“Through the tender mercy of our God; whereby the dayspring from on high hath visited us.” (Luke 1:78)
This is an unusual, but beautiful, name of the coming Savior given Him by Zacharias when he was “filled with the Holy Ghost, and prophesied” (Luke 1:67). In that same prophecy, Zacharias also called that coming one “the Highest” and “the Lord” who would “give knowledge of salvation unto his people by the remission of their sins” (vv. 76-77). Just six months later, Jesus was born.
The Greek word here translated “dayspring” is so translated only this one time. It refers to the metaphorical spring from which the sun springs forth each day, and so is usually translated simply as “the east.” It is interesting that it is used three times in connection with the story of the wise men “from the east” who saw “his star in the east,” and then, when they reached Bethlehem once again, “the star, which they saw in the east,” led them to the one who was Himself “the dayspring” (Matthew 2:1-2, 9).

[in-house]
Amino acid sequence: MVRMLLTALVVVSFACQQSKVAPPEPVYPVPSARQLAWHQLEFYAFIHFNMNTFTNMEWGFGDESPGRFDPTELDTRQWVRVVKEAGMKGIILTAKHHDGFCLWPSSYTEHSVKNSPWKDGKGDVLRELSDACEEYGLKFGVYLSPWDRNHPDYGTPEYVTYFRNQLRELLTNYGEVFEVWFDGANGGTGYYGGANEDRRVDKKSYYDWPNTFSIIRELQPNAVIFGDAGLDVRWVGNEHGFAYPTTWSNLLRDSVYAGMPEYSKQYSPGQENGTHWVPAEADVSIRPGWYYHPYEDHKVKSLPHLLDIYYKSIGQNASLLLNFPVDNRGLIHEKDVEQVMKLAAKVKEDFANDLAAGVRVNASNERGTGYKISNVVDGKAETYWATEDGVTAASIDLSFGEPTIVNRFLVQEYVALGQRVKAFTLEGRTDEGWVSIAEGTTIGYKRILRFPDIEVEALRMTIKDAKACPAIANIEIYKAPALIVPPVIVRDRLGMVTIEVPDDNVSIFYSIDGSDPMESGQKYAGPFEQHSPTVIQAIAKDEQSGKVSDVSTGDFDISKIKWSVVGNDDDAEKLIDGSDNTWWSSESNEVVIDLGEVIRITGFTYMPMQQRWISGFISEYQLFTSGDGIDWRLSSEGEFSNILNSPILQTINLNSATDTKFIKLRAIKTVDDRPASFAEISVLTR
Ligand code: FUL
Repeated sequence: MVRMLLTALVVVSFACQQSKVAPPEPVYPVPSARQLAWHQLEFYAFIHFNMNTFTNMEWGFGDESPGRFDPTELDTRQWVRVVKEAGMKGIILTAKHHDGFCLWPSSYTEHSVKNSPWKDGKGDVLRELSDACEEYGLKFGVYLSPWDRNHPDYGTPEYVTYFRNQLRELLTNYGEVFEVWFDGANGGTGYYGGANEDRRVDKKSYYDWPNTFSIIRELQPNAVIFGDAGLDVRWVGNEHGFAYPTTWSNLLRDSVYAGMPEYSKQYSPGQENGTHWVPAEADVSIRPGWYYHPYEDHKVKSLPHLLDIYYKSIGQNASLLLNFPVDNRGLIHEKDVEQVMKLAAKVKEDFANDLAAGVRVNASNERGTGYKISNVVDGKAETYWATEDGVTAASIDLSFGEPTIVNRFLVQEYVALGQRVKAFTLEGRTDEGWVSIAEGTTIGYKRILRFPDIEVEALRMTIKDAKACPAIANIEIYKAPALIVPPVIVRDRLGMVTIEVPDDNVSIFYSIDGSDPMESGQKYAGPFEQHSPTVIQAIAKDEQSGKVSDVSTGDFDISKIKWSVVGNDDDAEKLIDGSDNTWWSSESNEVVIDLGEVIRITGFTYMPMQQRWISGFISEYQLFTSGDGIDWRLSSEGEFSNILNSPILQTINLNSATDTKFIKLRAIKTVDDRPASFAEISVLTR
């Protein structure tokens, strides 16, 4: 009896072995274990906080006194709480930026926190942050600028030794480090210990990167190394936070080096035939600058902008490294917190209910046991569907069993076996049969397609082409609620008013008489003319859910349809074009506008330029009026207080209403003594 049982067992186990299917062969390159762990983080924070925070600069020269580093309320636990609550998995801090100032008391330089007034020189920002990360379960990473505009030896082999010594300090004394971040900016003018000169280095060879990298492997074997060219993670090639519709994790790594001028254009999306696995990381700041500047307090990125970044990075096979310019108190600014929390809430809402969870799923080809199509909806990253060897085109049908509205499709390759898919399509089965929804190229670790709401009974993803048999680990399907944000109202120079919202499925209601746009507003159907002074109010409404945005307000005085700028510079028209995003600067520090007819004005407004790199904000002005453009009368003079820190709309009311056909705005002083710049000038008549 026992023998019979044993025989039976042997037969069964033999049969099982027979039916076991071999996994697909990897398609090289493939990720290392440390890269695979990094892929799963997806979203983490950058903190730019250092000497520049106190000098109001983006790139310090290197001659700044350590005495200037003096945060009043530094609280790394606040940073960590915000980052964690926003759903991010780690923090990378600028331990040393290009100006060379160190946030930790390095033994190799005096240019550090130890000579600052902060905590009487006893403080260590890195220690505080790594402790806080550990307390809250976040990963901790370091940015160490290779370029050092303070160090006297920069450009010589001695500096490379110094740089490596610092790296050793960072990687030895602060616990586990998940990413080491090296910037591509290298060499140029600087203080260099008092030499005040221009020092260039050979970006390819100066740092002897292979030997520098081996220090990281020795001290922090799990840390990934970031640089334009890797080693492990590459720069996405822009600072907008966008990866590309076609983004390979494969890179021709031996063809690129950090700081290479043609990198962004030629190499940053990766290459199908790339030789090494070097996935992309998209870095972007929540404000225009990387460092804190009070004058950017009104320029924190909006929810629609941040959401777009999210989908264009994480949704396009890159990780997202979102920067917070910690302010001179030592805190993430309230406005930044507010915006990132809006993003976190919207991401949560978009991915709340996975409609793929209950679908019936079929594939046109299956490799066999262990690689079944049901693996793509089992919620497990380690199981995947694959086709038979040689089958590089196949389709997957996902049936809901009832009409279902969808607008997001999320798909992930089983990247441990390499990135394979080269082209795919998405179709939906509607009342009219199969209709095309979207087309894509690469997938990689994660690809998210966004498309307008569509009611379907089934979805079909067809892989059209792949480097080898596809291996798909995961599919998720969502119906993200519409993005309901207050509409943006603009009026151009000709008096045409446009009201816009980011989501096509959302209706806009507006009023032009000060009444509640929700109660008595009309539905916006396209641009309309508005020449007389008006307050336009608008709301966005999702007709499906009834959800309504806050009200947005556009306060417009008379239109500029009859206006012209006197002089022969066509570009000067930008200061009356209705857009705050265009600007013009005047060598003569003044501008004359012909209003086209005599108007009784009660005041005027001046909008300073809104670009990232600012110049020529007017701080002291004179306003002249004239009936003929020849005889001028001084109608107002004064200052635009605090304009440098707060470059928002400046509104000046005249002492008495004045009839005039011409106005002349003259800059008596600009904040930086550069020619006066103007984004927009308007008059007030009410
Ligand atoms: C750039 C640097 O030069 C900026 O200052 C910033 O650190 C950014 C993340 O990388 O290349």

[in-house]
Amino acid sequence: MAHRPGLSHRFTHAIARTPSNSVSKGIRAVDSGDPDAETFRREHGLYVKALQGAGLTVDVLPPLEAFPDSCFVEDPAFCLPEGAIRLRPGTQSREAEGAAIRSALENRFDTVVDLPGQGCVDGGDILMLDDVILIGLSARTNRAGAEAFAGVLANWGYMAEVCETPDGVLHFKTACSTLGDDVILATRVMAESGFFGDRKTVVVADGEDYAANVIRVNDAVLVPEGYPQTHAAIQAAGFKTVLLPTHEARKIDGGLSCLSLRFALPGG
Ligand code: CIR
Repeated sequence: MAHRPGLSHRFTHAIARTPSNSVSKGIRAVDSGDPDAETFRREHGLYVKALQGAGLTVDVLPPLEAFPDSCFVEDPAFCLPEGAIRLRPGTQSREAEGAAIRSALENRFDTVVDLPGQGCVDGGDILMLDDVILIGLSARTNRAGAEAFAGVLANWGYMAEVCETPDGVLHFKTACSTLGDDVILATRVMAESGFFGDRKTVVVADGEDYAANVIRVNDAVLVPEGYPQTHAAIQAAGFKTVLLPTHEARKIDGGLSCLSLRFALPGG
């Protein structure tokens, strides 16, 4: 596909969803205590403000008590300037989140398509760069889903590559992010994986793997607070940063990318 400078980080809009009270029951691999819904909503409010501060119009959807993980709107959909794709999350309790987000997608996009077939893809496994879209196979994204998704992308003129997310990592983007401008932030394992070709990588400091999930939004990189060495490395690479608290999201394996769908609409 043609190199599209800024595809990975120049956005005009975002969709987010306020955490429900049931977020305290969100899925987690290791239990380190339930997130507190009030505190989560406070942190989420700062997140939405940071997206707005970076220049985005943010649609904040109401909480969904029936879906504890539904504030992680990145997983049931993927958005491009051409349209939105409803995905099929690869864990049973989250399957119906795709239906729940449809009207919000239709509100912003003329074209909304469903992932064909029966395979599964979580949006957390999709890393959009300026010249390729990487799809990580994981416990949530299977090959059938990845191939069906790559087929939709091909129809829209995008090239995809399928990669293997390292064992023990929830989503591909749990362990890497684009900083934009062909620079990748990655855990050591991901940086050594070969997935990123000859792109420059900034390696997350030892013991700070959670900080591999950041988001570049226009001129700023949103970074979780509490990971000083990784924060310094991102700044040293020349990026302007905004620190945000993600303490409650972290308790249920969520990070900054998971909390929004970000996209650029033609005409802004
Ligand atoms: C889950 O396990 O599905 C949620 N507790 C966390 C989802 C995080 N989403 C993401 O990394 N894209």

There is one other sunrise appropriately presaged here. Many years later, the women who had tearfully watched the Lord being crucified and buried came to His sepulcher to anoint Him with sweet spices “at the rising of the sun” (Mark 16:2) immediately after He had risen from the dead. Here a closely related word is the word translated “rising.”
There is another great sunrise coming, as promised in the last chapter of the Old Testament. “But unto you that fear my name shall the Sun of righteousness arise with healing in his wings” (Malachi 4:2). He who is Himself “the light of the world” (John 8:12) will someday even replace the sun in the new Jerusalem. There will never be another sunrise after that, for “there shall be no night there . . . neither light of the sun; for the Lord God giveth them light” (Revelation 22:5). HMM